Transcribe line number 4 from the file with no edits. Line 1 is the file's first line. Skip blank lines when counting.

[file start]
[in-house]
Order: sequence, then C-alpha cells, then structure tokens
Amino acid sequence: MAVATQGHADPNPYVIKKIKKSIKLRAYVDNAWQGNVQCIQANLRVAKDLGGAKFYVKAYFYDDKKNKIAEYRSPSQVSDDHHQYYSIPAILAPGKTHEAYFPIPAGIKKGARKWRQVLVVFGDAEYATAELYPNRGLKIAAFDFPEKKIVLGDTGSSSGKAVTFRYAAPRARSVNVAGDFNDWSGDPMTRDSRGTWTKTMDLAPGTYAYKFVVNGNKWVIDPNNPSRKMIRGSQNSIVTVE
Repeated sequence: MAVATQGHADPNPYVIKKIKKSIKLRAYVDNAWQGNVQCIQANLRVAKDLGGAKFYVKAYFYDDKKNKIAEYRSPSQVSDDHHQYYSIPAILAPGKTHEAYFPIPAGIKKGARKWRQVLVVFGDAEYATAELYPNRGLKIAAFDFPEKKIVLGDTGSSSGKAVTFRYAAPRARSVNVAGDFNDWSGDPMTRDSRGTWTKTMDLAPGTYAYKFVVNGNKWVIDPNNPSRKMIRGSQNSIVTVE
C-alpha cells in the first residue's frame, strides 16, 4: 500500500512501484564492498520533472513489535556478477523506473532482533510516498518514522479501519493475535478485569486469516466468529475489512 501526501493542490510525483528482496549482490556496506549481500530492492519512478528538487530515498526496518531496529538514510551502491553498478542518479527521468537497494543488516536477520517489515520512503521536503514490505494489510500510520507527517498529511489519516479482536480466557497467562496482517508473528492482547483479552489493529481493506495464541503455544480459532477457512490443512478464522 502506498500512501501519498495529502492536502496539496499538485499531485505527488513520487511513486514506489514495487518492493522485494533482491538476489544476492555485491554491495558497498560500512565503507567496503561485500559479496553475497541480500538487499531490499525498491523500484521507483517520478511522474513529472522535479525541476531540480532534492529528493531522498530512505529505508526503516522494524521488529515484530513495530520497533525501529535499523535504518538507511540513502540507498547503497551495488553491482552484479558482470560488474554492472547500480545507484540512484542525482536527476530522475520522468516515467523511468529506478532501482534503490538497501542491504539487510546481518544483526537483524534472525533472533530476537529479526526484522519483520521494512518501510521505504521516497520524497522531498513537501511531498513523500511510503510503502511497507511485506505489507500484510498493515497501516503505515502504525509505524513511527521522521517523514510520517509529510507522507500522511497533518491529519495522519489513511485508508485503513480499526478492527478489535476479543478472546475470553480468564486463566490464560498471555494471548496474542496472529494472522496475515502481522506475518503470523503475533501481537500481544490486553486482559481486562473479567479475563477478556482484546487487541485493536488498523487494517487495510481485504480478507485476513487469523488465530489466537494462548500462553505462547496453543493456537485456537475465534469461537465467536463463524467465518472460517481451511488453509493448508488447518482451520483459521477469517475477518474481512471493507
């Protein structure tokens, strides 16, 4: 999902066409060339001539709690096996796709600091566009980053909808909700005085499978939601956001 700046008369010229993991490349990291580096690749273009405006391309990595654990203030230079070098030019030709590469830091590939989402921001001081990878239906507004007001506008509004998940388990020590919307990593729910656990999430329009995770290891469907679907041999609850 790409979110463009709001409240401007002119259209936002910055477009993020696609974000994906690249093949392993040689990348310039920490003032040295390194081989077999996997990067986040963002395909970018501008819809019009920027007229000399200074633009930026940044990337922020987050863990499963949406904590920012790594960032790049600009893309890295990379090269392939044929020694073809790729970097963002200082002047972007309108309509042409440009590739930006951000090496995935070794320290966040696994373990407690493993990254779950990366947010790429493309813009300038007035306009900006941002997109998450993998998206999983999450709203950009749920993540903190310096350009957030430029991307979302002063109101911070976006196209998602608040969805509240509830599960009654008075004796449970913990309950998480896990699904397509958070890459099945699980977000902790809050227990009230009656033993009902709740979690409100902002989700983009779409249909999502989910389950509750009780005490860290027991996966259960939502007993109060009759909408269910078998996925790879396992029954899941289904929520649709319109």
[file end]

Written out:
Repeated sequence: MAVATQGHADPNPYVIKKIKKSIKLRAYVDNAWQGNVQCIQANLRVAKDLGGAKFYVKAYFYDDKKNKIAEYRSPSQVSDDHHQYYSIPAILAPGKTHEAYFPIPAGIKKGARKWRQVLVVFGDAEYATAELYPNRGLKIAAFDFPEKKIVLGDTGSSSGKAVTFRYAAPRARSVNVAGDFNDWSGDPMTRDSRGTWTKTMDLAPGTYAYKFVVNGNKWVIDPNNPSRKMIRGSQNSIVTVE